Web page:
The RailRiders' leading hitter against Lehigh Valley has been Mike Ford, who batted .304 with three homers and 10 RBIs in 13 contests against the IronPigs.
One factor to watch in this series will be the bullpens. Lehigh Valley features Pedro Beato, who was voted an IL end-of-season All-Star, thanks to a league-leading 38 saves, while Scranton/Wilkes-Barre's 'pen has been bolstered by the move of top Yankees prospectJustus Sheffield to a relief role.
Durham Bulls (79-60, South Division champion) vs.
Toledo Mud Hens (73-66, West Division champion)
Durham won the season series, 6-4
Game 1 at Toledo, Sept. 5 at 6:35 p.m. ET
Game 2 at Toledo, Sept. 6 at 6:35 p.m. ET
Game 3 at Durham, Sept. 7 at 7:05 p.m. ET
Game 4 at Durham (if necessary), Sept. 8 at 6:35 p.m. ET
Game 5 at Durham (if necessary, Sept. 9 at 5:05 p.m. ET
Entering play on Aug. 19, the Mud Hens faced an uphill battle to end the second-longest playoff drought in the IL as they trailed both Columbus and Indianapolis by 4 1/2 games in the West Division.
"I try to be as positive as I can, but two weeks ago, it didn't look good," Toledo manager Doug Mientkiewicz told The [Toledo] Blade. "We were in a must-win feeling for three weeks and we kept getting younger and making youthful mistakes and just playing OK -- we weren't great. One mistake would kill us. We had to be perfect for two solid weeks. And we were."
The Mud Hens used an 11-3 stretch run, beating the Clippers six times and the Indians three times, to claim the top spot in the West on the penultimate day of the season.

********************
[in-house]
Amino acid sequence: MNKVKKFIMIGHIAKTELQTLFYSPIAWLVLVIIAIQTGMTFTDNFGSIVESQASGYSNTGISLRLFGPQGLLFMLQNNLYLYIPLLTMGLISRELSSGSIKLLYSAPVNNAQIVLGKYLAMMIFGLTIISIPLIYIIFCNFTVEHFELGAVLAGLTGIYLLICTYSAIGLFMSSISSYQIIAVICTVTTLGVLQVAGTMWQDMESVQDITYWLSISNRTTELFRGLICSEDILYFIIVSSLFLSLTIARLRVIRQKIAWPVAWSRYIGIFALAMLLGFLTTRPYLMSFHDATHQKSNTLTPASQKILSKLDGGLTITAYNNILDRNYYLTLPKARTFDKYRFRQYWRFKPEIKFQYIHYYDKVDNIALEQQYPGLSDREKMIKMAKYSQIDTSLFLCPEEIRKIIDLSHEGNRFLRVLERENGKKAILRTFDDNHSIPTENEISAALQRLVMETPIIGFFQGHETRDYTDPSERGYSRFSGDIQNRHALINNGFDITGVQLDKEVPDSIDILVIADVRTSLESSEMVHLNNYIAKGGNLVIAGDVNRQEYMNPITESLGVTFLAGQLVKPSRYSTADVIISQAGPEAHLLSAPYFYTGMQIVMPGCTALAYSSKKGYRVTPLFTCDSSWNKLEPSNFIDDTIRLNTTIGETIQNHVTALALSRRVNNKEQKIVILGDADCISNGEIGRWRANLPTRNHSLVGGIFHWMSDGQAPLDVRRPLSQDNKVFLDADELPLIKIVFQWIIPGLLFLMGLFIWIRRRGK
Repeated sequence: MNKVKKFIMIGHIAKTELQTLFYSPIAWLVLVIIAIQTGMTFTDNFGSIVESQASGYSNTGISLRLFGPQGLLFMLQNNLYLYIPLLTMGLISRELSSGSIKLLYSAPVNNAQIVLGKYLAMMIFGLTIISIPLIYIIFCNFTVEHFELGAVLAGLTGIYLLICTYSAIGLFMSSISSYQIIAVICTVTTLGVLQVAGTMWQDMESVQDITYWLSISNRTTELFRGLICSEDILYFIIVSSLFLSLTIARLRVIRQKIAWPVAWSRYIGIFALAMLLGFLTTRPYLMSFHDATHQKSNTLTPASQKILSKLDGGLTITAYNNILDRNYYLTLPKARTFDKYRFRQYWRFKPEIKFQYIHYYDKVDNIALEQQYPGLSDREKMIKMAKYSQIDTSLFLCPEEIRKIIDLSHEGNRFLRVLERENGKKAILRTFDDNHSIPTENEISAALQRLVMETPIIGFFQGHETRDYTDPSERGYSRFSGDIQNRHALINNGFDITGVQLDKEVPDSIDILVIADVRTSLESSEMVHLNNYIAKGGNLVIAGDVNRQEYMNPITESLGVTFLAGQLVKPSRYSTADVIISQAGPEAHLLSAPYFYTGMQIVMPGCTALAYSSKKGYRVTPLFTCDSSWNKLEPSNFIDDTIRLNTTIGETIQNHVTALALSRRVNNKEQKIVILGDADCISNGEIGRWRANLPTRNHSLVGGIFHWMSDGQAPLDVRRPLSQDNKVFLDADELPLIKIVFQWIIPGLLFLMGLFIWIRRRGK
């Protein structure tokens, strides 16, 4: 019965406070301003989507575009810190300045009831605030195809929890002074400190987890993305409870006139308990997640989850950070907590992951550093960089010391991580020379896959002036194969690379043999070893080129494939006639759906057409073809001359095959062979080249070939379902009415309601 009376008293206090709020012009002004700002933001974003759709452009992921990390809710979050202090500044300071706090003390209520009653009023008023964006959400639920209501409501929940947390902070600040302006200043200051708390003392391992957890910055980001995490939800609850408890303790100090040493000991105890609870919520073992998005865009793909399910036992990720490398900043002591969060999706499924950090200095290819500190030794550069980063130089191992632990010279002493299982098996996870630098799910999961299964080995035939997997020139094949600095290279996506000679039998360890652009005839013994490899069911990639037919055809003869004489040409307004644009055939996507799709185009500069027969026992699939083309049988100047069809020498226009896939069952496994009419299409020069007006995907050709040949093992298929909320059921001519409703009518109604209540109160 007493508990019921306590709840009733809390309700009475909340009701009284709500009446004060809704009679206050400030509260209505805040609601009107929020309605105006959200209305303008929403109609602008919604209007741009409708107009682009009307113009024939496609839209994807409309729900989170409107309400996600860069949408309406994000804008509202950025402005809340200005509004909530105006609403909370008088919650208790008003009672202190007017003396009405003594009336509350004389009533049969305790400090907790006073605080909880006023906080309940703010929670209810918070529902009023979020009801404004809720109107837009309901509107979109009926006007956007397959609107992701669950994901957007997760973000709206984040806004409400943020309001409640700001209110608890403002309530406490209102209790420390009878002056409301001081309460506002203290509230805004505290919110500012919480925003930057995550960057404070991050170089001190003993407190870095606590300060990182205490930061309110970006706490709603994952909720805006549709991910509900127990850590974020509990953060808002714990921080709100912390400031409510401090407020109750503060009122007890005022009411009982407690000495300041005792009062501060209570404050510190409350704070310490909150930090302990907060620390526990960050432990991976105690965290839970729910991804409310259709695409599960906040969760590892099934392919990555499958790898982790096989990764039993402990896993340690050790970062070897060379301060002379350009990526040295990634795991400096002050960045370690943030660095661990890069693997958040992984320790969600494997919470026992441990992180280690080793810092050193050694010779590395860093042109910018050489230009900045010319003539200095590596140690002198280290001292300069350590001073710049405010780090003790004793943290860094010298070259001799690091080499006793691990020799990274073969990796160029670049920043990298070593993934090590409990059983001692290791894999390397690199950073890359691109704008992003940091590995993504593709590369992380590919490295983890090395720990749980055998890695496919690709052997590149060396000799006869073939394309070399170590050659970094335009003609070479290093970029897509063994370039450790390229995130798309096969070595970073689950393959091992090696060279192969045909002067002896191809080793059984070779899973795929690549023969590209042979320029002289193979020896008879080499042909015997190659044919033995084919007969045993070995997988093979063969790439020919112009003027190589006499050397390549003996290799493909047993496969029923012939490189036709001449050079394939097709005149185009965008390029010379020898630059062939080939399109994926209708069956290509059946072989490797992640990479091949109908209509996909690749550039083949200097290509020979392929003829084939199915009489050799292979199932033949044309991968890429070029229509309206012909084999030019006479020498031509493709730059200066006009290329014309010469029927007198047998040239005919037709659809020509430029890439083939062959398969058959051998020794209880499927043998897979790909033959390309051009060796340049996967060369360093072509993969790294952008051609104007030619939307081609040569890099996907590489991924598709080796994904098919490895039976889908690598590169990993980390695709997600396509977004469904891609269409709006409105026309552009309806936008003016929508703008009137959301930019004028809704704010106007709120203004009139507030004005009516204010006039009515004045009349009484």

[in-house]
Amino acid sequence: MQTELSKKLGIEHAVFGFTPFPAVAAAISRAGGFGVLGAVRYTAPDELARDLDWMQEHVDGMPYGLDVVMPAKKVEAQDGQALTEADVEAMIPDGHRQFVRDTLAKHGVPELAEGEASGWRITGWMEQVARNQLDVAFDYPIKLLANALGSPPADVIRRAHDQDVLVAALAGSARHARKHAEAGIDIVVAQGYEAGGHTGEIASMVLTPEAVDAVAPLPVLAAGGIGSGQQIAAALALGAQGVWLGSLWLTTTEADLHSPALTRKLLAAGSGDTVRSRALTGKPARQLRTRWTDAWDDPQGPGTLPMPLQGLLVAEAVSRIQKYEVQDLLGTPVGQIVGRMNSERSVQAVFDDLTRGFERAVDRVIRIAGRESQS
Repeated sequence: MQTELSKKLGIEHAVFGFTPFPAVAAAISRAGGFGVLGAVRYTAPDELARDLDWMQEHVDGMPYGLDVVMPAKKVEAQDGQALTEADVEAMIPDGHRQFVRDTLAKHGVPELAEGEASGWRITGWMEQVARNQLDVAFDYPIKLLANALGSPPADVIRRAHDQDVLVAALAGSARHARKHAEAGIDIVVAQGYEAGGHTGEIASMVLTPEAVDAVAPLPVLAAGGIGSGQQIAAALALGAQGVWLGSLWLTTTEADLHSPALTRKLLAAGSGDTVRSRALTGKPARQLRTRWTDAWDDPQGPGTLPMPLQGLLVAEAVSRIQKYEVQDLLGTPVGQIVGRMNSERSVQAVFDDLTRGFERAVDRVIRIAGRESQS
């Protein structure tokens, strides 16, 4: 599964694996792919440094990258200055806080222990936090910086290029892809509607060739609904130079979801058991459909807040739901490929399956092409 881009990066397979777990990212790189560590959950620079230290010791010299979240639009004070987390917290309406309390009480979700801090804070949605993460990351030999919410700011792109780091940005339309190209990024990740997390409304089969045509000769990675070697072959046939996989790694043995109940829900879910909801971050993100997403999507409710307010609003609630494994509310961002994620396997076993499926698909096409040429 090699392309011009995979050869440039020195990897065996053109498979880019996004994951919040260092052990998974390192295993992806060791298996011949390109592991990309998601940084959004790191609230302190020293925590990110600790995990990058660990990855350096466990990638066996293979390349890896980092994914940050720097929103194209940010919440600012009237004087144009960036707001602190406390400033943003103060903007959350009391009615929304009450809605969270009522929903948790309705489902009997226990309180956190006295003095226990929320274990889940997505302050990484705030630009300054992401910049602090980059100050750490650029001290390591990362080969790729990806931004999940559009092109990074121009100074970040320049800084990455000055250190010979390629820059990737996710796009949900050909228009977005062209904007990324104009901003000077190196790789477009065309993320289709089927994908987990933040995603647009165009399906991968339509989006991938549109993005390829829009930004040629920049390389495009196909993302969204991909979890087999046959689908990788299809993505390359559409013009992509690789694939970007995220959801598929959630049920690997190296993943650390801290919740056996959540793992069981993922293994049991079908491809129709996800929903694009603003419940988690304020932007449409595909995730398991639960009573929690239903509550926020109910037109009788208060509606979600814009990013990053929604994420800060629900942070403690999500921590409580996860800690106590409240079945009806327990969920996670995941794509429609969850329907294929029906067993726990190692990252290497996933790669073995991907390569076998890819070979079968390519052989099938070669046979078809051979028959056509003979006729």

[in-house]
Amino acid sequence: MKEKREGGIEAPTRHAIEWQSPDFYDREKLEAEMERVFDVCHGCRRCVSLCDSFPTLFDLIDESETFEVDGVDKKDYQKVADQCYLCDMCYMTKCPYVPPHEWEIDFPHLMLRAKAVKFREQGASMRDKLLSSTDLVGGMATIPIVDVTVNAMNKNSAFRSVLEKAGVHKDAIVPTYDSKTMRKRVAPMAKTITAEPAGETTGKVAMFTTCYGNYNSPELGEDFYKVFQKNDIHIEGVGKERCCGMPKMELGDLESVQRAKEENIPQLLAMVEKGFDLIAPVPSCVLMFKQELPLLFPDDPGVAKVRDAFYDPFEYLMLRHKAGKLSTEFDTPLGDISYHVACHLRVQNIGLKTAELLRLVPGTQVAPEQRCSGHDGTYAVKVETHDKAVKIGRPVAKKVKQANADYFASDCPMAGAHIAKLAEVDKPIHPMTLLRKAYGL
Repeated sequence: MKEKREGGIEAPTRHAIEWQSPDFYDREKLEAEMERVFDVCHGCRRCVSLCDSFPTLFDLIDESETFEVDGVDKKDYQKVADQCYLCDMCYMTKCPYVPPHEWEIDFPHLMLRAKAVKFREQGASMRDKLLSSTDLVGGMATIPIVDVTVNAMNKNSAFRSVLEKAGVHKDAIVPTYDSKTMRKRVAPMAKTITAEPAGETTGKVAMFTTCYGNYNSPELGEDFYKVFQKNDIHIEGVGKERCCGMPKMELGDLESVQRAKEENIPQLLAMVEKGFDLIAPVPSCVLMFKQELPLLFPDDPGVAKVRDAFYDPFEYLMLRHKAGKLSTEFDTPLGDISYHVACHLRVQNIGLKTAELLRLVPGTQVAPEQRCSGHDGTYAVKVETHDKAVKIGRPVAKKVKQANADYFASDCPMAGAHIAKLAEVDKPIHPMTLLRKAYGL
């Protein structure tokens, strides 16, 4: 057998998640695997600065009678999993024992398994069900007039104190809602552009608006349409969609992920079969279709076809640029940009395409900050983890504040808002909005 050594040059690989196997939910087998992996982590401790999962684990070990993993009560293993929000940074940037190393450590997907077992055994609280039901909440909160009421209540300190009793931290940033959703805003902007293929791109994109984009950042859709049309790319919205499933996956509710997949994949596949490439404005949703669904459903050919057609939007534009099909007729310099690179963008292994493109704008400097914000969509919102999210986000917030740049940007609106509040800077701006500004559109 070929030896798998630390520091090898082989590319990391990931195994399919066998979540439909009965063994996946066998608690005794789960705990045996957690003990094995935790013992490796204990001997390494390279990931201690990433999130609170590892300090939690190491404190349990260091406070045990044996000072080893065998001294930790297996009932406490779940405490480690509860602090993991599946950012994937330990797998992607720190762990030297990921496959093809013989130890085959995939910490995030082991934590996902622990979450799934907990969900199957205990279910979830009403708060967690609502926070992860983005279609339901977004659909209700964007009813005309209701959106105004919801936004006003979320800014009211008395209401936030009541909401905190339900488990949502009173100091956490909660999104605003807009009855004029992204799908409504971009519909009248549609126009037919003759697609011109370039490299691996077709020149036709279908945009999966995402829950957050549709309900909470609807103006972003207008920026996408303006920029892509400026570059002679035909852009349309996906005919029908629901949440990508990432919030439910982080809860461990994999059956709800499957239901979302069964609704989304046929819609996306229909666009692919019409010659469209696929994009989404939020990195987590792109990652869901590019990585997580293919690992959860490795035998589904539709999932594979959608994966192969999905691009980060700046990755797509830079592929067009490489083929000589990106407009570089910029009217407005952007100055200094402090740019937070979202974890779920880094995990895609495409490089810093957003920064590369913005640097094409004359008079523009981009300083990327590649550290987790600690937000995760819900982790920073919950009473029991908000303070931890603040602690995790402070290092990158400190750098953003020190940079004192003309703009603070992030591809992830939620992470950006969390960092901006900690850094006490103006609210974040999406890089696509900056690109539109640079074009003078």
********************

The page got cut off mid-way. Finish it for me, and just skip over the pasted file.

"It means a lot to Toledo, but it means a lot to the Tigers organization, too," Mientkiewicz said of the Hens making the playoffs for the first time since 2007. "We're trying to change the culture of how people think and we need to change to dynamic so that we expect to win rather than wanting to win.
"This is important, because Minor League playoff games are as close as you can get to being in a Major League regular-season game. You learn a lot about your prospects, finding out who can 'calm it down' and who can't. It's a good teaching tool and a good developmental tool. It's also a good evaluating tool to see what your guys can do when it really matters."
Durham, meanwhile, cruised to its ninth South Division title in 12 seasons, posting a winning record every month, including a 17-11 mark in June.
Among the Bulls to watch is infielder Kean Wong, the IL MVP of the Triple-A All-Star Game who torched Toledo with a .348 average in six games. Wong finished 10th in the league in batting (.282) with nine homers, 50 RBIs and 65 runs scored.
Mud Hens DH Chad Huffman was the team's hottest bat against the Bulls, hitting .429 with six walks and a .636 on-base percentage in six games.
Home field was key when these teams met during the season, as the Mud Hens swept three April contests before the Bulls won six of seven in Durham capped by a three-game sweep in late July.
In briefChampionship preview
: The semifinal victors will meet in the best-of-5 Governors' Cup Finals, starting Tuesday at the home of the winner of the Lehigh Valley vs. Scranton/Wilkes-Barre series. After two games there, the scene shifts to Durham or Toledo. The IL champion will face the Pacific Coast League champion in the Gildan Triple-A National Championship Game on Sept. 18 at Huntington Park in Columbus.Irvin nearly wins Triple Crown
: Lehigh Valley's Cole Irvin
, the IL Pitcher of the Year, nearly claimed the pitching triple crown after leading the IL in wins (14) and ERA (2.57). He finished third with 131 strikeouts, trailing Charlotte's Michael Kopech
(170) and Louisville's Robert Stephenson
(135).Meneses flirts with Triple Crown
: Meneses finished with a league-leading 82 RBIs while tying Toledo's Christin Stewart
for the home run crown with 23. Pawtucket's Rusney Castillo
won the batting title with a .319 average.
John Wagner is a contributor to MiLB.com.